Twitter I feel is the better format for showing and promoting creative output and events, as conversations and word is ignited through retweets and favourites.
I wanted to play with the design of Twitter’s profiles, displaying the elements I’ve created for a consistent theme, also creating hash-tags to represent and almost create a mini-campaign.
For print and posters, I wanted them to match what was visually shown in the exhibition, therefore audience could get a taste of what to expect (and perhaps hence want to see more?)
The wallpaper-esque background of graphic architectural elements is used in the poster, for playful visual curiosity.
Below I played with a variety of fonts for ‘P.L.A.Y’, this font would act as the display that would pair and answer to the vibrant logo. I most enjoyed the end font, which played with straight, linear elements – very similar to my logo. However I wanted the font and type to act as the more legible version and assist the understanding of the message.
Testing Display Fonts
I’ve once again decided to bring the hand-drawn elements to highlight important information from the amount of body text on show, also to ensure it doesn’t upset the balance.
The booklet design followed a similar process, which was designed more loosely to again express the ‘playful’ concept.
I had a clear concept for way-finding that would visually be consistent with the brand:
I planned to use shapes and colours to structure a sharp, graphic aesthetic that would be easy to understand and ‘read’. I utilized the circular elements and colour-blocked them to represent the different spaces within the building, (creating a synesthetic resemblance?).
To clearly map the surrounding building I planned the area around a simple, linear graphic. Each area is loosely juxtaposed against each other, to create a straight-forward aesthetic. The font is taken from the primary typefaces:
Comfortaa – Regular weights (For display, PLAY title only)
Roboto – Regular & Black weights (For Body)
They correspond well together; the former has straight lines yet rounded edges to contrast with the logo (almost giving an digital vibe) and Roboto features simple, legible text with little character yet modern style.
I’ve also decided to place the current position on the map, in order to give context of where the audience is to the building and to further assist. A white circle around the shown-area represents the current position. (Nothing that distracts from the simplicity of the map).
These graphic elements are taken outside of the building, which play with the surrounding space on windows. The architectural shapes work well as a wallpaper print/ background, placed almost at random. The descriptive body includes hand-brushes, which add a personal and almost tactile touch.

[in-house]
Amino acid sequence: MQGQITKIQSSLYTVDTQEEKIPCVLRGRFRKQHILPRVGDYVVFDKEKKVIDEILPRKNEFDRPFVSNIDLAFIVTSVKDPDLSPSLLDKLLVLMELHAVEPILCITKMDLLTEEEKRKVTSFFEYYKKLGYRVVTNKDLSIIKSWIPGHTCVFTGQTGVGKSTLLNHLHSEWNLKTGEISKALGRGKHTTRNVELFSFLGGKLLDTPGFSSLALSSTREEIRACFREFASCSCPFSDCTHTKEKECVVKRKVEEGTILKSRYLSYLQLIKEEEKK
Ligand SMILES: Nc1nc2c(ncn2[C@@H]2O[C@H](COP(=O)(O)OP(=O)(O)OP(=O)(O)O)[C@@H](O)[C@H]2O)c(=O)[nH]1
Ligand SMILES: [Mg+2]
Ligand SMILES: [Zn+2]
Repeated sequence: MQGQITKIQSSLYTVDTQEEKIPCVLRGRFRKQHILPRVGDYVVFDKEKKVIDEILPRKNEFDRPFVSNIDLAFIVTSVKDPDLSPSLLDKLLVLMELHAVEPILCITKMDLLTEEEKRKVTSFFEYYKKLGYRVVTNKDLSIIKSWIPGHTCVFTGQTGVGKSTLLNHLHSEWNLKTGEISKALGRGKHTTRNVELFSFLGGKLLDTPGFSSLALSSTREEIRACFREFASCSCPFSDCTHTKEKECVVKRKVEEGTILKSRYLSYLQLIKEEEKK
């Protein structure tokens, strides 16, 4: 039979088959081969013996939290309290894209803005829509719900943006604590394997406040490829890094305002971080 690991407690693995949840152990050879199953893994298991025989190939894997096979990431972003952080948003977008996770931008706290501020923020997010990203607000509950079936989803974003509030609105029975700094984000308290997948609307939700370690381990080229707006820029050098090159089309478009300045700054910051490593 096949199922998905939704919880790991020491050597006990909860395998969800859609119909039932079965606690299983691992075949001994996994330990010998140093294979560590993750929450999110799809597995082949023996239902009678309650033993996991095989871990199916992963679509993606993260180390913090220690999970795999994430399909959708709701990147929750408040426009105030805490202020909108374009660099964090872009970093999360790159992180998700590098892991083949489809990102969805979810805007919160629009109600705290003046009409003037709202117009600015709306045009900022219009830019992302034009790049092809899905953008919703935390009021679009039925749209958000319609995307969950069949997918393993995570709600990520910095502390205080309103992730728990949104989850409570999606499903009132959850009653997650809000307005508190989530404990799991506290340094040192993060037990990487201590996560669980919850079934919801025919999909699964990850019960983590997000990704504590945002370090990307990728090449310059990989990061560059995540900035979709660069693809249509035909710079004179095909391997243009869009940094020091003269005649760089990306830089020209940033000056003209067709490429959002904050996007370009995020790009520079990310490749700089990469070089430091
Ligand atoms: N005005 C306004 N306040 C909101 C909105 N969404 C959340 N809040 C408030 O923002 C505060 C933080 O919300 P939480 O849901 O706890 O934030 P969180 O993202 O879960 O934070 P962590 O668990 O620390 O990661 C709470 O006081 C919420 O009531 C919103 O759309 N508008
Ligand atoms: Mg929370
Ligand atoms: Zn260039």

Using the coloured cube, I thought of the idea of creating structures and forms that resembled architectural elements, that could act as an extension of the brand and concept (Particularly those of a house, which would be most recognised).
You can just see the individual shapes, the hollow cube is an abstract interpretation and basic structure of a house (minus the roof). I want to use these as vinyls or adhesive visuals that would be sectioned characteristically around the exhibition.
The playful placements remove the idea that they are just a 2D image, and also can be interactive with the audience, allowing them to play and move around the graphics.
From my fully-realized logo, the next step is to add colour (which was my initial idea I wanted to carry on). I want to play with primary colours, once again holding up the concept of building and construction roots – the root of all colours.
The basic outline of the logo I’ve created form an abstract resemblance of each defined letter. I spoke of ridding the visual individual cubes and merging them together somehow. – To which I’ve simply colour-blocked the letters. This has created a flat, 2D shape that graphically I think represents my concept of ‘Play’. (Taking inspiration from my research of 80’s prints)
These definitions represent the context and content of the exhibition – Architectural design/ Human and practical achievement. The colourful visuals explain themselves, communicating a simple and clear message. ✓
As an individual cube, I wanted to colour match accordingly to the monochrome light-source/ location I originally created (from earlier concepts).
(Top-left = light source) – This gave the most visual impact and created a well-defined cube
I began thinking about how to develop the legibility, as the simple shapes brought together could be perceived as otherwise. I came to see that the holes were missing in ‘P’ and ‘A’ which gave their key-recognition as a letter.
Rather than simply making holes I wanted to add character and challenge myself to add an element that would be suggestive rather than basic/the obvious.
I decided to test two options – cubes and linear circles.
Both I feel are usable options, for the first I chose to colour the front face of each cube to match the letter, only changing the two adjacent sides to create a subtle illusion.
The second works with circular elements, they act as more of an addition to the filled shape. I think they visually challenge the flow of the edged lettering and are weighted to balance the letter impact, finally, positioned so it defines the abstraction.
Furthermore, I gave the logo a graphic, shadowed background which creates an raising impact. Just enough to keep it flat-looking, however gives the illusion of 3D and protrudes into the view of the audience.
I messed around with various colour combinations as the juxtapositions can look unbalanced if not done correctly.
The bottom left variation I feel is the most effective